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Boolean AND

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This subchapter looks at Boolean AND.

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Boolean AND

This subchapter looks at Boolean AND.

Please note the differences between a logical Boolean operation, an integer Boolean operation, and a bit-wise Boolean operation. Note that terminology varies, so you will eventually see references using these terms different than presented here.

In the case of a logical Boolean AND, the result is a logical BOOLEAN type of either TRUE or FALSE. Some languages, such as C, do not have a built-in Boolean type. There are several different and incompatible encodings for TRUE and FALSE (see table below).

In the case of an integer Boolean AND, the AND is performed on the two integers as whole numbers. The result can be inaccurate if the integer is not in a specified form (the legal options usually being [ZERO and ONE] or [ZERO and NEGATIVE ONE]. This works best with -1 and 0 as TURE and FALSE (or vice versa). There are several different and incompatible encodings for TRUE and FALSE (see table below).

somelanguages TRUE FALSE C 1 0 C non-zero zero negative zero orpositive -1 0 0 1

in the case of a bit-wise Boolean AND, a logical AND is performed on each corresponding bit of the two bit strings (or two single bits).

AND

AND requires both objects to be true for the result to be true. The AND works like a pair of switches in series. Both switches must be closed for current to flow.

AND is conisdered to be Boolean multiplication and is represented by the middle dot symbol: · (such as A·B). As in ordinary algebra, AND (Boolean multiplication) can be written by dropping the middle dot (such as AB). There is no Boolean division operation.

The truth table for AND is as follows:

AND
ABresult
000
100
010
111

The AND gate in logic circuits looks like:

The AND operation (Boolean multiplication) has the same results as ordinary arithmetic multiplication..

The AND operation has a result of 0 when any of its input variables is 0.

The AND operation has a result of 1 only when both of its input variables are 1.

AND operator (for IF-THEN-ELSE)

Most programming languages use the AND operator in conditional expressions to test if two parts of the conditional expression are both true.

BASIC    AND — BASIC operator used in the IF-THEN statements as a logical operator.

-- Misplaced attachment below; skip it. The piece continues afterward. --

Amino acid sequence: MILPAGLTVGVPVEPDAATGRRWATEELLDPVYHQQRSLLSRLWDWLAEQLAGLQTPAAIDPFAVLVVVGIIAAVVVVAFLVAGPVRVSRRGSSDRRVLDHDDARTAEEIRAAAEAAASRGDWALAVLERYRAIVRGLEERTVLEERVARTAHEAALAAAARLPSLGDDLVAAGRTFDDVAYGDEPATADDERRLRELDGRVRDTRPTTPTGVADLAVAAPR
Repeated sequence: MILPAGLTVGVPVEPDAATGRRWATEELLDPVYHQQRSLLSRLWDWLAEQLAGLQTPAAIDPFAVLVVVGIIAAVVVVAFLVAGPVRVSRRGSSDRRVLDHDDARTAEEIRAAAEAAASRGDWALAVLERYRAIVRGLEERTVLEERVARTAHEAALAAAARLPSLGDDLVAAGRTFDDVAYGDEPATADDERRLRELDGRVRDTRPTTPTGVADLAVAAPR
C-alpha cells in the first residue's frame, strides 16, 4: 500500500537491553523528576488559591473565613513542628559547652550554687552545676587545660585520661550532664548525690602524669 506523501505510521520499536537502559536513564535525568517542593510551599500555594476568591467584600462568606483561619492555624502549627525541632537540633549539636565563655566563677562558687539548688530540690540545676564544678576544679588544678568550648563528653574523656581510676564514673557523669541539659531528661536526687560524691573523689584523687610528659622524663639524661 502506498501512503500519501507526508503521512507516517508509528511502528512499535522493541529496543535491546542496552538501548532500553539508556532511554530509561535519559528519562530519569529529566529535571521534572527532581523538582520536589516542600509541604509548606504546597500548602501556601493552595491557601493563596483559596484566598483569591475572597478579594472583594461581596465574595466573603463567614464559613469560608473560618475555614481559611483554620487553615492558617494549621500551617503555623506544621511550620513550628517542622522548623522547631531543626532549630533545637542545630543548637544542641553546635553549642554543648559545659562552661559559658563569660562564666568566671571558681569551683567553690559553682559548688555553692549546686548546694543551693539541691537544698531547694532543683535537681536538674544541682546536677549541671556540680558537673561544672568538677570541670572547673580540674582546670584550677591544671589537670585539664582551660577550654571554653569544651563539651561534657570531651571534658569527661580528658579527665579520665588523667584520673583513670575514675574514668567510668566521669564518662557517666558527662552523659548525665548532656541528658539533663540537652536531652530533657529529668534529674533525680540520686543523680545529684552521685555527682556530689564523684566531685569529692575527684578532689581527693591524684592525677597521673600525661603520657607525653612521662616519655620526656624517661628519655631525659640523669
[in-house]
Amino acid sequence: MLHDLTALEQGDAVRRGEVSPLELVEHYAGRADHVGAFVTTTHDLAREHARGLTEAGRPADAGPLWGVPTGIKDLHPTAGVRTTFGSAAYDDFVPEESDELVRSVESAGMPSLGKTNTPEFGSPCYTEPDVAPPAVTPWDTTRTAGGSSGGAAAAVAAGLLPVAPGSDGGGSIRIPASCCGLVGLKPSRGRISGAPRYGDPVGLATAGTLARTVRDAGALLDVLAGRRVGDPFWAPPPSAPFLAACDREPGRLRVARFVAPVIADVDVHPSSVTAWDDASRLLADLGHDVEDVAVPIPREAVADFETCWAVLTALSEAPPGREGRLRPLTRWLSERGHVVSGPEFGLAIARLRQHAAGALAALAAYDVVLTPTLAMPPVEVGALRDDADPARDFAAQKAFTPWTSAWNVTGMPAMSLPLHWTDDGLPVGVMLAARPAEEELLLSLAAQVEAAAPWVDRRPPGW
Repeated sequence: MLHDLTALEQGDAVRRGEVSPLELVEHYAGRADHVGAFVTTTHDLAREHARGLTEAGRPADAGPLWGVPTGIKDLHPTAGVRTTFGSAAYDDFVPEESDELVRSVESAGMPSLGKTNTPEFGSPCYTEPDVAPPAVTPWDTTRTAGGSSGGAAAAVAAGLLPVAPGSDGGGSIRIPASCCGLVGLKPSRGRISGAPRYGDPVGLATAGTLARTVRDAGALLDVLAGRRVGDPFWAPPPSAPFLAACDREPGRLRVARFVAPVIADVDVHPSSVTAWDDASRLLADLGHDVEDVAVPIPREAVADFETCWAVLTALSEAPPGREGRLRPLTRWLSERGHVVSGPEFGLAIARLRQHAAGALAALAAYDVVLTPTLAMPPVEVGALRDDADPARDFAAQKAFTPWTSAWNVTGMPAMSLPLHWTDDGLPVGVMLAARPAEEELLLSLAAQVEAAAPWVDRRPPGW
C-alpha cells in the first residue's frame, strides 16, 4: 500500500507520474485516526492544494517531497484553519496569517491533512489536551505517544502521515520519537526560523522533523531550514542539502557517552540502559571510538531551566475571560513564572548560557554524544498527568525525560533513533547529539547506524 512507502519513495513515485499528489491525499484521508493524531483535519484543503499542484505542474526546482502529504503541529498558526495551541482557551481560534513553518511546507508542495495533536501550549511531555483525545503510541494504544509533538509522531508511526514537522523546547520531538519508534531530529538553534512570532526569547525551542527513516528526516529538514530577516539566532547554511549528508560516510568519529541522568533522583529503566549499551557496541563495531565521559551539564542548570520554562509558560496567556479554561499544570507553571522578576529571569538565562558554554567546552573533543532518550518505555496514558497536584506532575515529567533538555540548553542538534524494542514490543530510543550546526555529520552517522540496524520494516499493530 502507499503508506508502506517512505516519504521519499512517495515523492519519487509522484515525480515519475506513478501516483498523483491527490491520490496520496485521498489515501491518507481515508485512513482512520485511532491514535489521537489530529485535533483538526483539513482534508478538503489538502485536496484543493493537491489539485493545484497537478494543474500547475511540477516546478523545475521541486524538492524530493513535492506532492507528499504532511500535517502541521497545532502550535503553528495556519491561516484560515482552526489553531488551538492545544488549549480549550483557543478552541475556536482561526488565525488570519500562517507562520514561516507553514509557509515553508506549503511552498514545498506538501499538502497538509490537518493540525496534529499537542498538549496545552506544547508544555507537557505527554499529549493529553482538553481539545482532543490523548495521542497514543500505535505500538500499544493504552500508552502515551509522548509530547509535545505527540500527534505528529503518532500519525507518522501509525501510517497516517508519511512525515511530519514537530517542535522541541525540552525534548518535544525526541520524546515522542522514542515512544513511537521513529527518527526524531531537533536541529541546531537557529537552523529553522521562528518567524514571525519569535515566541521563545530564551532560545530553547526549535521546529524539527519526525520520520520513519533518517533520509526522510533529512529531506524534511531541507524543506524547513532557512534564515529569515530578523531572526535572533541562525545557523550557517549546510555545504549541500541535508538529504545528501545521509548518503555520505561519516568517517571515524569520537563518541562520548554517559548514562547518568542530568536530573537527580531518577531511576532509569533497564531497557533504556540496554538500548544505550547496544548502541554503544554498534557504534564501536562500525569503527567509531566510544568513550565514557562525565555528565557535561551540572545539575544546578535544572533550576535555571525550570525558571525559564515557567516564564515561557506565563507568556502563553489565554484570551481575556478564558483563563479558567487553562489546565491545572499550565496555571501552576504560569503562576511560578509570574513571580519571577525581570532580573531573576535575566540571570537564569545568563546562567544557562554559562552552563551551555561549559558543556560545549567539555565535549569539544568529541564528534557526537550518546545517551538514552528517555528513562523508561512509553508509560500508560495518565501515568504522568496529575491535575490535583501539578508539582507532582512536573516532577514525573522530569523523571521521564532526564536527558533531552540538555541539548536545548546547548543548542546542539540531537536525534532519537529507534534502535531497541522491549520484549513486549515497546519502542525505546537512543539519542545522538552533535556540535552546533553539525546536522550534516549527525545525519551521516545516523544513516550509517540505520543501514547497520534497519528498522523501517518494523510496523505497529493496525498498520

AND operator (returning numeric value)

Some languages allow the use of the AND operator to return a numeric value.

BASIC    AND — Optional BASIC operator used in as a logical operator returning a numeric value. If the AND condition is met, a -1 is returned. If the AND condition fails, then a 0 is returned. Example: PRINT A=15 AND B=33

AND operator (bit wise binary)

Some languages allow the use of the AND operator as a bit wise binary operator.

BASIC    AND — Optional BASIC operator used in as a bit wise bianry operator.

AND functions

Some languages have an AND function.

APL    AND (x) — APL dyadic function that returns the logical AND of two scalars, vectors, or matrices. Form is AB. This function can be used with two arrays, vectors, or matrices to logically AND all of the corresponding elements of the two arrays, vectors, or matrices; or with an array, matrix, or vector and a scalar to logically AND the scalar to every element of the array, vector, or matrix with the value of the scalar; or with two scalars to logically AND the two scalars. Each element of the operation must intiially have the value of one (1) or zero (0). One is TRUE and zero is FALSE.
BASIC    AND — Wang BASIC 2200B function. Form is AND(p\$,q\$) or AND(p\$,q). In the first form, the two string variables are bit-wise ANDed on a character by character basis. In the second form, the two-digit hexadecimal constant is bit-wise ANDed with each character in the character string P\$.
LISP    AND(x) — LISP predicate function that takes zero or more arguments of type NIL or nonNIL and returns either NIL or nonNIL. Arguments are evalutaed left to right. Evaluation stops at the first NIL and remaining arguments are not evaluated, returning NIL. If NIL is not encountered, then the function returns the value of the last argument.

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